The World Before Her. Documentary/90 minutes/English, Hin­di
Direct­ed by: Nisha Pahu­ja. Coun­try: Cana­da
Review by Shazia Javed

It is a well-known say­ing that India is a coun­try which lives in sev­er­al cen­turies at the same time. It is on this pecu­liar­i­ty of the Indi­an soci­ety that The World Before Her casts a fem­i­nist eye. On one side of its spec­trum, in a small town of Aurangabad, young girls are attend­ing a camp run by Dur­ga Vahi­ni, which is the women’s wing of the largest Hin­du nation­al­ist group; on the oth­er side, twen­ty young women—hand-picked from all over India—participate in a Miss India con­test to be held in the met­ro­pol­i­tan city of Mum­bai. The film’s nar­ra­tive is built through cross- cut­ting between these two “worlds”, embed­ding its text and visu­als with sig­nif­i­cant and mul­ti-lay­ered socio-polit­i­cal obser­va­tions and infer­ences.

One of the main par­tic­i­pants, Prachi, has been attend­ing these camps twice a year since age three (at the time of mak­ing of the film she was twen­ty- four years old); she now ini­ti­ates oth­er girls at the camp. Girls in the camp are giv­en phys­i­cal-strength train­ing, taught karate moves and giv­en hands-on expe­ri­ence in rifle shoot­ing, while fol­low­ing a strict dai­ly regime. They are instruct­ed to be keep­ers of cul­ture; they are women who stay at home, rather than pur­sue voca­tions out­side of the home. They must abstain from fash­ion. They are incul­cat­ed with the belief that Mus­lims and Chris­tians are ene­mies against whose attacks they must be pre­pared to fight at any time. Adher­ing to this hin­dut­va mod­el of women-hood will afford them the sta­tus of “dig­ni­fied” and “pro­duc­tive” mem­bers of soci­ety.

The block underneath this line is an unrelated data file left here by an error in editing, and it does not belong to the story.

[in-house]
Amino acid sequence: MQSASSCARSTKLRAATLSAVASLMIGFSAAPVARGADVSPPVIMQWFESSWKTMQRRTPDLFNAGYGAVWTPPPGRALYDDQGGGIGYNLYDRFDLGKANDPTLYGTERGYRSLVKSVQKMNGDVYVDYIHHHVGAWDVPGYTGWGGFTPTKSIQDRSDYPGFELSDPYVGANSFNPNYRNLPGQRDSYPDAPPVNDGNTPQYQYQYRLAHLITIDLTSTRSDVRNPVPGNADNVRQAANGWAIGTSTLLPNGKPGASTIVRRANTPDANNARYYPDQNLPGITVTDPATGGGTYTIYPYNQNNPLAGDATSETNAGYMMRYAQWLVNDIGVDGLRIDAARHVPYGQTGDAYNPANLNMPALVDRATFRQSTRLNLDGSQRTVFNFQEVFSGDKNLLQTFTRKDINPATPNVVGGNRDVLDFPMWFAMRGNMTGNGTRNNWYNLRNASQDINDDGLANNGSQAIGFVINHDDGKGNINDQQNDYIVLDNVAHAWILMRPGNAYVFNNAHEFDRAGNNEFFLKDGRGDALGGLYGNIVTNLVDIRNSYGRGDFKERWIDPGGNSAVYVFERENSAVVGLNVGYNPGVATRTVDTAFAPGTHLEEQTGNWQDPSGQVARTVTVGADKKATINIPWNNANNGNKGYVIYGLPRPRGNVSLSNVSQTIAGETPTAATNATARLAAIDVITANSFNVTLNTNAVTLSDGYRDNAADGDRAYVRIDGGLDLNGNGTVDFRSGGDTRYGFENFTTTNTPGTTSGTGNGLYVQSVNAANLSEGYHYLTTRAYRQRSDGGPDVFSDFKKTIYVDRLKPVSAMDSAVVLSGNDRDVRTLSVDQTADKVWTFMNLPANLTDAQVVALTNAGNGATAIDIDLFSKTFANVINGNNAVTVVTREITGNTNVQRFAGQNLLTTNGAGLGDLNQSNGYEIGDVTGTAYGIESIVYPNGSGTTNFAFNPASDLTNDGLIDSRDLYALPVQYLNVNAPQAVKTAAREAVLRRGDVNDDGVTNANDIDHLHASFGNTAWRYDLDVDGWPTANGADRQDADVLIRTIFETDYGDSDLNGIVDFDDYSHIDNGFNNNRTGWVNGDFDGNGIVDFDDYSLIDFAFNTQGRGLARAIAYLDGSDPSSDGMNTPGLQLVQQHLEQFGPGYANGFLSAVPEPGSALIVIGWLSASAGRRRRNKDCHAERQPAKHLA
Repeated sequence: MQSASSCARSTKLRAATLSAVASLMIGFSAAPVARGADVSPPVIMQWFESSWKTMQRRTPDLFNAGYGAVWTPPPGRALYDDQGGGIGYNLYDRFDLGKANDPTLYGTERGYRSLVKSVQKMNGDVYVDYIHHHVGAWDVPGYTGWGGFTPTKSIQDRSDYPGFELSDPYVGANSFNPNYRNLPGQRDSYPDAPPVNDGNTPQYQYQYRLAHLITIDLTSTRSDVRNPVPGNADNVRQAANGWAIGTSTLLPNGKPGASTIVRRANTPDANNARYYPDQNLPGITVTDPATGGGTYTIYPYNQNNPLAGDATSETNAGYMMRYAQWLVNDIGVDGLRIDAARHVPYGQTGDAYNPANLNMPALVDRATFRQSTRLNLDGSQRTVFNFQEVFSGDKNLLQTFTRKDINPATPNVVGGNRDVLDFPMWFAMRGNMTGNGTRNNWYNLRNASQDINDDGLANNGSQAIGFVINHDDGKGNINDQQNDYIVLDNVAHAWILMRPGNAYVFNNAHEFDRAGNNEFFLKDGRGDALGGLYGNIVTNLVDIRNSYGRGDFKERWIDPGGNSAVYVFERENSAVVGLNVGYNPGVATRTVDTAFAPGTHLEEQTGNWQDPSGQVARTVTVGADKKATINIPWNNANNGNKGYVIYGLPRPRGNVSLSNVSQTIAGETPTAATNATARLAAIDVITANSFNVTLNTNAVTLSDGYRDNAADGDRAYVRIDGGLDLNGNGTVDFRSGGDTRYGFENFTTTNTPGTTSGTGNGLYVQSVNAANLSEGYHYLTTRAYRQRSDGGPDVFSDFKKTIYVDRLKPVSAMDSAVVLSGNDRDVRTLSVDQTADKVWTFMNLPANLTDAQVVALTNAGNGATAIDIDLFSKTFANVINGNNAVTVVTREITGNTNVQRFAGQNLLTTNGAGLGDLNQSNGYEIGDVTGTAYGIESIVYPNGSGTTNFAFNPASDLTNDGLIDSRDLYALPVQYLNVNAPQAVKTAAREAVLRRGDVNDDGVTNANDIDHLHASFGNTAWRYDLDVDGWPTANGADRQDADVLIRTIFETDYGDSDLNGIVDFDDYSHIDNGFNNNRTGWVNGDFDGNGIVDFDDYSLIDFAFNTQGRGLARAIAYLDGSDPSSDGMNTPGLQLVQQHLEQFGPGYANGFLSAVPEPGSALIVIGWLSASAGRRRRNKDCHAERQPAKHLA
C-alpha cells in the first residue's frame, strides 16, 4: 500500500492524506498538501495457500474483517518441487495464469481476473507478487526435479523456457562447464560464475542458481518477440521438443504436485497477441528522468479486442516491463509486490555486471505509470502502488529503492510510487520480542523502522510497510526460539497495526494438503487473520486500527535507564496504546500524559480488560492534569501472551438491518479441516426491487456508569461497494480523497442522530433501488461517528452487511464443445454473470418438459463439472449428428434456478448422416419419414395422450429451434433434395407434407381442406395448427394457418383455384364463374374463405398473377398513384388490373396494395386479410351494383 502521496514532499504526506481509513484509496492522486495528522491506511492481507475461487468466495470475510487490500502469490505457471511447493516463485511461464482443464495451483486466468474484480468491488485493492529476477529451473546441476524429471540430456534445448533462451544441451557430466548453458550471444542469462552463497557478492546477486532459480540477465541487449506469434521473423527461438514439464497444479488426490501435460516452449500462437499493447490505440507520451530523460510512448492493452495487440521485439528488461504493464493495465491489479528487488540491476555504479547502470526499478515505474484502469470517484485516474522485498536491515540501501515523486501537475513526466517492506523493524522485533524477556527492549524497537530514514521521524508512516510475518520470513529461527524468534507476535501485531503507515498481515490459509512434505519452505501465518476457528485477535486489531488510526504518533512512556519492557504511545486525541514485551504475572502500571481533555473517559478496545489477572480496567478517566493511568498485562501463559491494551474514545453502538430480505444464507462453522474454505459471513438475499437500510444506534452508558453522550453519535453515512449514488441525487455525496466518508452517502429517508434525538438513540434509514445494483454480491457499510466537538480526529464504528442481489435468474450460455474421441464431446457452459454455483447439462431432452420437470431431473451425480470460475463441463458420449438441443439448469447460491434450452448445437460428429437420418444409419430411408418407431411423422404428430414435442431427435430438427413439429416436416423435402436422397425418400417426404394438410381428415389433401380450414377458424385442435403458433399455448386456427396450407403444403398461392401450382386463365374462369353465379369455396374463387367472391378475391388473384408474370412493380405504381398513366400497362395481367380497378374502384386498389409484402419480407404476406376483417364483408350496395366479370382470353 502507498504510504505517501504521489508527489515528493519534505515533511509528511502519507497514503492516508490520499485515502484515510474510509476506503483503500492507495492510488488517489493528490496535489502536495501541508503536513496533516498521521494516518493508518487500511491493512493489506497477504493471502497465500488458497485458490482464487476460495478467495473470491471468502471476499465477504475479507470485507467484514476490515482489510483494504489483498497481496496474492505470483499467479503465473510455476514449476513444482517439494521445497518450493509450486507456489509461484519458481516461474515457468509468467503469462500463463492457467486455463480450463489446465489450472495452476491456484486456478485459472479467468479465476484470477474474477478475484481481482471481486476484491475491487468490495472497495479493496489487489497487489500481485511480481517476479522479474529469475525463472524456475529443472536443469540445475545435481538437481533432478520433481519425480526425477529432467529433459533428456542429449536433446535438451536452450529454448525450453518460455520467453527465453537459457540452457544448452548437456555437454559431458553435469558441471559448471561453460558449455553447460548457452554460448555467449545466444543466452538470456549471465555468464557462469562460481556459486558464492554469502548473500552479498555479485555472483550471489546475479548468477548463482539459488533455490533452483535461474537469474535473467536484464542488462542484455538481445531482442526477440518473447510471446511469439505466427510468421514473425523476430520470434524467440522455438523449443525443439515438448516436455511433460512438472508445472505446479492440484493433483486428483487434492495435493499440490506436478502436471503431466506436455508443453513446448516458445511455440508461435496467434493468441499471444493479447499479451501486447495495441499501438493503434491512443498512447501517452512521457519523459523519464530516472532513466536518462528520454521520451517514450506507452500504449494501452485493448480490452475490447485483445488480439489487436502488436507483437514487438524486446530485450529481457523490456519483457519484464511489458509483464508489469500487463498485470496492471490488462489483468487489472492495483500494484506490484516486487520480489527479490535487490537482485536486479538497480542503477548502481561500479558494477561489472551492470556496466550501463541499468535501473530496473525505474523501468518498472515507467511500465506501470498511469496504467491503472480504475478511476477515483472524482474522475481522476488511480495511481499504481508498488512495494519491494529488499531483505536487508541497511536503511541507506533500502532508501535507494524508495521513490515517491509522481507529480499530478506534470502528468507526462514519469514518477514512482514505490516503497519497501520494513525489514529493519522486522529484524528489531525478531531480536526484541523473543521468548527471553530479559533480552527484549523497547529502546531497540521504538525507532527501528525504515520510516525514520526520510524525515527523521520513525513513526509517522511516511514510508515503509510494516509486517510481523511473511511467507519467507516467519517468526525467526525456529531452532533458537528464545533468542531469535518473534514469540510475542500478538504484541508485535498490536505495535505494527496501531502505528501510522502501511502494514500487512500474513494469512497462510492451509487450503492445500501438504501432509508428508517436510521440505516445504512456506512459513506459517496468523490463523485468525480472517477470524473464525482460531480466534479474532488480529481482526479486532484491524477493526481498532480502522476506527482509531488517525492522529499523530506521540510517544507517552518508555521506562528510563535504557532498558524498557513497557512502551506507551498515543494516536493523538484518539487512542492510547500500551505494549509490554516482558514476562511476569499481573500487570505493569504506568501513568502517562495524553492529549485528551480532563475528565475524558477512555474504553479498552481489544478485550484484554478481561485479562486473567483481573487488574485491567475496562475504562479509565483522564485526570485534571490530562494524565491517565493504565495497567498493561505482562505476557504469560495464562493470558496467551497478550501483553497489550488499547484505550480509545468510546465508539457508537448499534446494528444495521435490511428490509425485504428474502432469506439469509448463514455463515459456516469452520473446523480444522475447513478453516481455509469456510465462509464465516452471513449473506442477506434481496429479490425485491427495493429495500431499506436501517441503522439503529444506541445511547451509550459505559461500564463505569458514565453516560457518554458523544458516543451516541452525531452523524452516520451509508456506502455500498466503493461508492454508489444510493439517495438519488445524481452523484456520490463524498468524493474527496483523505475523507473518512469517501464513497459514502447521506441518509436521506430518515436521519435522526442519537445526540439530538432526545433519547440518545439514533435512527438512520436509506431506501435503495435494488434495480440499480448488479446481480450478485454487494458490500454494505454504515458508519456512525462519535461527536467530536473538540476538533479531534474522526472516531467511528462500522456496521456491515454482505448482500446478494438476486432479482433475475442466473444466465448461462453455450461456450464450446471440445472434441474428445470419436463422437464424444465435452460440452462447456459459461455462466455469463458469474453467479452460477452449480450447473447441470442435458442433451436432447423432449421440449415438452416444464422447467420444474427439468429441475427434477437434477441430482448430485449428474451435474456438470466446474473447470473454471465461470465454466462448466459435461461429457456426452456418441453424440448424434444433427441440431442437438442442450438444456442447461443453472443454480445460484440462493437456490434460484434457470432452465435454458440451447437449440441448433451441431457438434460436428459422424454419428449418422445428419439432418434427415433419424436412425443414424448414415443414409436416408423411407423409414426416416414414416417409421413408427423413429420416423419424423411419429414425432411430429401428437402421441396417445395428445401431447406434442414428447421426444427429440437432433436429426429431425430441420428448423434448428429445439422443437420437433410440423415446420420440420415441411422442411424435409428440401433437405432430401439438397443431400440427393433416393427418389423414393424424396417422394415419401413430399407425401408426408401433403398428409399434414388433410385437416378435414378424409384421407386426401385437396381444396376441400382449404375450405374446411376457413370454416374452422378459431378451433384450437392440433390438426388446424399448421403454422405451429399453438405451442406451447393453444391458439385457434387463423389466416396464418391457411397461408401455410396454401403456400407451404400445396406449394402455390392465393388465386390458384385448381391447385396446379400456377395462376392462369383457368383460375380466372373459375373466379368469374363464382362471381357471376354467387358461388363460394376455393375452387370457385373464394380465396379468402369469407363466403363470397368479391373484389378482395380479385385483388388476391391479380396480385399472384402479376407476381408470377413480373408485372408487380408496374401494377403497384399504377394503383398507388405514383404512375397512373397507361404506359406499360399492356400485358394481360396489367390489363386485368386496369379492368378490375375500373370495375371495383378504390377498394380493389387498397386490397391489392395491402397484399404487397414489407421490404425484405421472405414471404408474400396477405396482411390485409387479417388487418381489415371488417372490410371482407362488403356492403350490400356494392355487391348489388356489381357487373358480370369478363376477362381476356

Anoth­er par­tic­i­pant, Ruhi, wants to win the Miss India pageant and under­goes train­ing to become the best in “beau­ty busi­ness”, along with oth­er con­tes­tants. These con­tes­tants are inject­ed with Botox to give their faces a “har­mo­nious sym­me­try”, which is some­times con­sid­ered miss­ing by 0.6 inch­es in chin length; they also under­go skin-light­en­ing treat­ments and take dic­tion class­es. They par­take in pho­to-ses­sions in which they are taught how to ser­e­nade the cam­era and plea­sure the het­ero­sex­u­al male gaze, i.e. to look “sexy” and not “bitchy”. They are being “pol­ished” to fit a pre-cast mold of beau­ty in order to win over about a bil­lion of tele­vi­sion view­ers (read adver­tis­ers). The winner(s) will gain finan­cial inde­pen­dence, instant fame and a promis­ing career.

Direc­tor Nisha Pahu­ja, whose film Bol­ly­wood Bound (2003) for­ayed into the world of young Cana­di­ans want­i­ng to be Bol­ly­wood stars, is no new­com­er to Mum­bai and the ordeals of its glam­our world. She suc­cess­ful­ly cap­tures the sub­tle nuances of the pageant and uses small things to make big impact. One such moment is when Marc Robin­son, a con­test orga­niz­er makes the girls wear white sacs to cov­er all their body –except­ing legs—so he can judge who has the most beau­ti­ful legs with­out being dis­tract­ed by oth­er body parts. When one of the veiled con­tes­tants inad­ver­tent­ly remarks, “Escape from the Tal­iban”, we are made aware of the inher­ent irony of their sit­u­a­tion.